The officer attempted to curb Gates’ vehicle, but he reportedly did not stop, ran another stop sign and drove his vehicle up over the curb and onto the parkway in the 500 block of Circle Avenue where it came to rest against a couch left there for garbage removal.

Gates exited the driver’s side of the vehicle as it was still rolling to a stop, according to the police report. He reportedly ran through the side yard of a house on the block, pushing a witness who was in the yard out of the way. He attempted to jump a fence, according to police, then forced the gate open and exited that way instead.

The officer returned to Gates’ car and located his wallet. An unknown motorist stopped the officer as he was inventorying the vehicle to say a firearm was lying next to the patrol vehicle. The officer reported retrieving the gun.

According to the police report, Oak Park police observed a man meeting Gates’ description near Madison Street and Maple Avenue in Oak Park and detained him. He was positively identified by the Forest Park police officer.

Forest Park police attempted to place Gates, who was handcuffed, in the back of the squad car. Gates sat on the edge of the seat but wouldn’t fully enter the car, according to the report.

“Gates appeared tired but answered questions about his name,” wrote the officer in his report. Gates was offered water “as he appeared to be tired from running from officers.”

An officer requested Gates be held at the scene so the witness whose yard he ran through could be brought to identify him.

After the identification, Gates once again didn’t want to get into the vehicle, though he was sitting on the edge of the seat, police reported. At this point, according to the police report, he “seemed to be becoming somewhat despondent.”

The officer told Gates he needed to get into the vehicle so he could be brought to the police station and given food and water “to help recover from his exhaustion.”

“Gates then became less communicative, which is when I requested Forest Park paramedics #408 to give medical treatment to Gates,” reads the police report. “Gates’ demeanor and physical condition became that of someone who had consumed narcotics. … Gates’ concentration began to fade, he was nodding in and out of consciousness, and began to have more labored breathing.”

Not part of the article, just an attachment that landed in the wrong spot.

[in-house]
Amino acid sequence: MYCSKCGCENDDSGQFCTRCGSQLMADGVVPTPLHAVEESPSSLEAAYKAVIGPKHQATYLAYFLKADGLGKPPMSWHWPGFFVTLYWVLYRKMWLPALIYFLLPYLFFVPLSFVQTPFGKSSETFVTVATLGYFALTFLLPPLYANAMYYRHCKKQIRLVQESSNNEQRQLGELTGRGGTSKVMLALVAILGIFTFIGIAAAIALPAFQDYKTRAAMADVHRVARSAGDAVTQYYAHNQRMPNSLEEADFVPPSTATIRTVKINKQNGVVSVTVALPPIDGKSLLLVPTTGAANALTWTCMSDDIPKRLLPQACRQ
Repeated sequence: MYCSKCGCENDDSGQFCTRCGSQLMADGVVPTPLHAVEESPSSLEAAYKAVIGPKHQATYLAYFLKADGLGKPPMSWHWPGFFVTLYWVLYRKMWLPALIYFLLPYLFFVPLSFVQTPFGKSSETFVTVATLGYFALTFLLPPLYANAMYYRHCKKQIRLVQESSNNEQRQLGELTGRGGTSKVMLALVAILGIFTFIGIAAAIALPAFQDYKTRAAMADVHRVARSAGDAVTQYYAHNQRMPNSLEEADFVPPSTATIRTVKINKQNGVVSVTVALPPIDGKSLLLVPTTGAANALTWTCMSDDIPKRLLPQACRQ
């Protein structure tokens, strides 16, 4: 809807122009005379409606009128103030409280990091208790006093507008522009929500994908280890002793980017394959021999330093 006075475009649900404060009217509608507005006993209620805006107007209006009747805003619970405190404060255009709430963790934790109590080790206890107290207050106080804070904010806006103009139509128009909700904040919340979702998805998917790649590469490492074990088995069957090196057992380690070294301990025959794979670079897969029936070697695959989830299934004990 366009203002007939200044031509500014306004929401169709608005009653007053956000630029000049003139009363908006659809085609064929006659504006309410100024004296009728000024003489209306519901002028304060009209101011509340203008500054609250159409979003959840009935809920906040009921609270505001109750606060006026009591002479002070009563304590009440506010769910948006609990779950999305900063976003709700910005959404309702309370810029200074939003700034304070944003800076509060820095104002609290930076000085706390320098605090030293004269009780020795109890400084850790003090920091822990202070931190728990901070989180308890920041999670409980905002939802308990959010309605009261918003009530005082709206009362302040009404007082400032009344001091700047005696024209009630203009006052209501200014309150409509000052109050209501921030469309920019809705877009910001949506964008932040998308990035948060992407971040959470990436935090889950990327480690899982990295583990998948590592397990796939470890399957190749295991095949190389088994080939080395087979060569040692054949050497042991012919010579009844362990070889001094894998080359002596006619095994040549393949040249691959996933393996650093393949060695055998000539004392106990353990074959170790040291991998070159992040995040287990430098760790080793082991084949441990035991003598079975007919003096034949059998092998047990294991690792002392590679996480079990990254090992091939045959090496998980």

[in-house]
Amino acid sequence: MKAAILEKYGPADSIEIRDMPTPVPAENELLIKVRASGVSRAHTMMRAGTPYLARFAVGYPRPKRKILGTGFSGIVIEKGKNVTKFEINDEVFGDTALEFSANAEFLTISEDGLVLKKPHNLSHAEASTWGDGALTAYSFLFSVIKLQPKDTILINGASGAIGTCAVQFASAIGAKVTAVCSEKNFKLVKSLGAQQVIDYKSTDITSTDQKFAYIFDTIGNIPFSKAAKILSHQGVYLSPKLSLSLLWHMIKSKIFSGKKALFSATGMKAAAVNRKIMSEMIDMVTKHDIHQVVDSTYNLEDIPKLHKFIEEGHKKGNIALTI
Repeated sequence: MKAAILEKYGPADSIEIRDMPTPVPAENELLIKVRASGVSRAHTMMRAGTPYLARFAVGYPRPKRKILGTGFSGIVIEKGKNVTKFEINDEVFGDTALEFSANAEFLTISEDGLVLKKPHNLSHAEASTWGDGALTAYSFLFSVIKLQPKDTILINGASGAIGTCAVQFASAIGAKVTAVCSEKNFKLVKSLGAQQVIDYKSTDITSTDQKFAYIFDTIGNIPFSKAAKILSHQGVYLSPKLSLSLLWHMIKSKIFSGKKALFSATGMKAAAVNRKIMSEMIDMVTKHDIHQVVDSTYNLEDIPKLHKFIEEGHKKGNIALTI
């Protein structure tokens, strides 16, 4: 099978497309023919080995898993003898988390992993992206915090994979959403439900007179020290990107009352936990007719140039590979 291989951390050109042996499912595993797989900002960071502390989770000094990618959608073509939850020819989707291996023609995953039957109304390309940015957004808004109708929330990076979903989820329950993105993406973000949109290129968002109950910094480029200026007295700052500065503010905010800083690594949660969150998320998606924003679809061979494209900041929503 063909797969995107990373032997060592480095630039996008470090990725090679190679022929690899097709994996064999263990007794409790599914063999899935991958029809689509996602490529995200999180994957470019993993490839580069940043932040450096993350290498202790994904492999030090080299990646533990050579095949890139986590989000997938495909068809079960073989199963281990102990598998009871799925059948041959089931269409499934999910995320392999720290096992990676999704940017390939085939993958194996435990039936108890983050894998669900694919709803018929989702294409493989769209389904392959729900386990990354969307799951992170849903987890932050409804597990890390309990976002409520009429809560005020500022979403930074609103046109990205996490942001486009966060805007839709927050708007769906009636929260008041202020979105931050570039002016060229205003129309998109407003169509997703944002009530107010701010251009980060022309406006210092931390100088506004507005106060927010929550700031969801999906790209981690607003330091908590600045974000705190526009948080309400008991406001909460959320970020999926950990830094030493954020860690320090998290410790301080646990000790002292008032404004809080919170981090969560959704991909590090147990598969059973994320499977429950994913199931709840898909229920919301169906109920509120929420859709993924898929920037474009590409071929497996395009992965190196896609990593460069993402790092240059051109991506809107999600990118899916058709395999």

The officer, waiting for paramedics to arrive, administered one dose of Narcan. Gates responded by opening his eyes widely and taking a deep, audible breath. Police reported administering a second dose of Narcan, but Gates “did not appear to fully regain consciousness.” He was given sternum rubs and officers kept talking to him in an attempt to keep him awake and conscious.

Oak Park paramedics arrived and began to administer medical treatment while transporting him to Rush Oak Park Hospital.

Gates died the next day in the hospital. His autopsy report was still pending as of Sept. 21 at noon.

The village of Forest Park issued a statement from Village Administrator Tim Gillian’s office on Sept. 22. It reads: “At this time, the Village of Forest Park and the Forest Park Police Department have no further comment regarding the matter of the deceased, Mr. Dajuan Gates. As made public earlier, the Illinois State Police Public Integrity Task Force is conducting a comprehensive investigation into the matter, concurrent with a Forest Park Police Department internal investigation. As we are aware, the village is not party to any lawsuits related to this matter at this time. Due to the nature of the incident and to maintain the integrity of those concurrent investigations, more information will be provided as soon as legally possible.”